Madrid, 26 Jan. (EUROPA PRESS) .- Many organisms, including insects, amphibians and jackets, use sex pneumonia to attract people from the opposite sex, but what happens with sexual ferries when new species arises?
New research published on Tuesday in "PLOS Biology" by Taisuke Seike and Hironori Niki, at the National Institute of Genetics in Japan and Chikashi Shimoda, at Osaka City, Japan, studied sexual pneumonia in yeast of fission Schizosaccharomyces pombe & # 39 ;, revealing a system of asymmetric feromone recognition, in which one phenomenon works extremely strict, while the other free pest is experiencing a certain variety, which may lead to a first step to a specialty
New species can occur when two populations can no longer cross, and this is called breeding isolation, which limits the flow of genes between populations, is one of the key mechanisms of a specialty. Mutual changes of the Beromone system can influence the ability of men and women to recognize each other, resulting in breeding isolation; More generally, however, the loss of the feromone activity can result in the extinction of the body's lineage. The lower mechanisms that lead to the diversification of pheromones within populations are not well understood.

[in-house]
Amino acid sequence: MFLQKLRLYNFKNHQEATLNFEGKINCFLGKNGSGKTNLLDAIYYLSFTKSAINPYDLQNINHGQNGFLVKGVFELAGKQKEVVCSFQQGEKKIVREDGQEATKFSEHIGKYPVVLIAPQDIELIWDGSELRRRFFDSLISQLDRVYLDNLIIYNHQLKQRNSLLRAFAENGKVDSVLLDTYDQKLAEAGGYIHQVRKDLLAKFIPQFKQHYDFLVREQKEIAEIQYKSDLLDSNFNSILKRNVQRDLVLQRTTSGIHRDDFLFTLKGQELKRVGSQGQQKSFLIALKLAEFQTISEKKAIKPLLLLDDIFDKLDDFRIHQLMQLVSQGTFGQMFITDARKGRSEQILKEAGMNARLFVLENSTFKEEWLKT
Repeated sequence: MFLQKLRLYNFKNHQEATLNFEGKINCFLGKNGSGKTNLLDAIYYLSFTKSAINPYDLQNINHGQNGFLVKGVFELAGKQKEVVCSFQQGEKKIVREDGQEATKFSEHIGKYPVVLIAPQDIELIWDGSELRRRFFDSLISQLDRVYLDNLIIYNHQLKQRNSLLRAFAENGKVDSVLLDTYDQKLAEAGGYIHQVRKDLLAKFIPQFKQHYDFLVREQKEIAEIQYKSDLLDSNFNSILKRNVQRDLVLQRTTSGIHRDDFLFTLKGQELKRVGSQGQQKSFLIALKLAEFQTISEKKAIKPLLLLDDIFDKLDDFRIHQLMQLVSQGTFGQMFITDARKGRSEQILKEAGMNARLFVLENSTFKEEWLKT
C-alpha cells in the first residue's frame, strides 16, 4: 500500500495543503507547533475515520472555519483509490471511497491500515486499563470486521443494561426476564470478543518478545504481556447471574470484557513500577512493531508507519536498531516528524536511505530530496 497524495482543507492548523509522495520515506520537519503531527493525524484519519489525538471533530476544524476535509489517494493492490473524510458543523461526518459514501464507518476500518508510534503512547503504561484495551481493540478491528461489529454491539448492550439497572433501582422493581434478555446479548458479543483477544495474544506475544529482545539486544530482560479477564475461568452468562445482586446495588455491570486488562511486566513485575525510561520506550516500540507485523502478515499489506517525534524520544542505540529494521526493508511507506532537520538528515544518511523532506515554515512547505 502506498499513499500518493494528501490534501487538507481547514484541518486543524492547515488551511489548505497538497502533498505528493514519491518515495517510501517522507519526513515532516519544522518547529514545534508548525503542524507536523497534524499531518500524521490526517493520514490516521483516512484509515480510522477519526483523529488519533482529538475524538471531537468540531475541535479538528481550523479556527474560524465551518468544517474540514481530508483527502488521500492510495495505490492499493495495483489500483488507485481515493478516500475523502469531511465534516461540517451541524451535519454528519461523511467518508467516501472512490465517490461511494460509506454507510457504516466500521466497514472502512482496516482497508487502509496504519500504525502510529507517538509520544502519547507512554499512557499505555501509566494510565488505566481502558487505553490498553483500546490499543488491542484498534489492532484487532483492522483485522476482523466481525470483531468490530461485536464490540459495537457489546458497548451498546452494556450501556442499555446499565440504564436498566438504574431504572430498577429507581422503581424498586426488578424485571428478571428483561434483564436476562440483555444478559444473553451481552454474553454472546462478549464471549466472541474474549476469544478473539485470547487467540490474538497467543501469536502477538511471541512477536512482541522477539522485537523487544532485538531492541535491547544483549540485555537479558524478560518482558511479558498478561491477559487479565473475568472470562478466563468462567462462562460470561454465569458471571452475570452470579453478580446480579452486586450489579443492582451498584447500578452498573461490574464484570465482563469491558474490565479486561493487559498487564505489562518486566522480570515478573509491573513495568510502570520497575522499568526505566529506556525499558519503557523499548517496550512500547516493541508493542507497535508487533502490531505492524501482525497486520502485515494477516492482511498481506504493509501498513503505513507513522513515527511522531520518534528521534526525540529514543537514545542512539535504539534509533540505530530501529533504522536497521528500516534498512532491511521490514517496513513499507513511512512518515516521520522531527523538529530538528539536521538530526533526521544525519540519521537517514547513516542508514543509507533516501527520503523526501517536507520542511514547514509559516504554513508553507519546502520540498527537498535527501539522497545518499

The two sexes ("Plus" and "Minus") of & # 39; S. Pombe each separates pheromone ("P-pheromone" and "M-pheromone"), which binds to a corresponding receptor in the cells of the opposite sex. Exploring the similarities and differences between the genes encoding the two pheromons and their receptors in 150 wild onions of S. Pombe, from different geographic origins, researchers found that M-feromone and its receptor are completely invariant, while P-pherom and its receiver are very different in the chains explored. Peculiarly, such asymmetric diversification of the two ferries is also observed in the closely related fission species & s. Octosporo. & # 39;
The authors speculate that the "asymmetric" system in fission yeast could allow flexible adaptations to the mutations of the pheromones, while maintaining strict recognition to the interlocutors. In fact, the previous study of the authorization of yeast fission & S. Pombe "has proven experimentally that several mutations in pneumonia and its corresponding receptor can lead to breeding isolation, which can as well lead to a new species.
"Our findings contribute to new information on the development of the mechanisms under the diversification of the pheromones. Organisms can have these systems to create new pheromena versions, allowing them to persist in a long time in the population to develop the adaptations of the receivers," says Seike. Before a mutant is completely lost, you can produce a second repressive mutation to recover the first damage. Therefore, the co-evolution of the pheromones / receptors can progress gradually.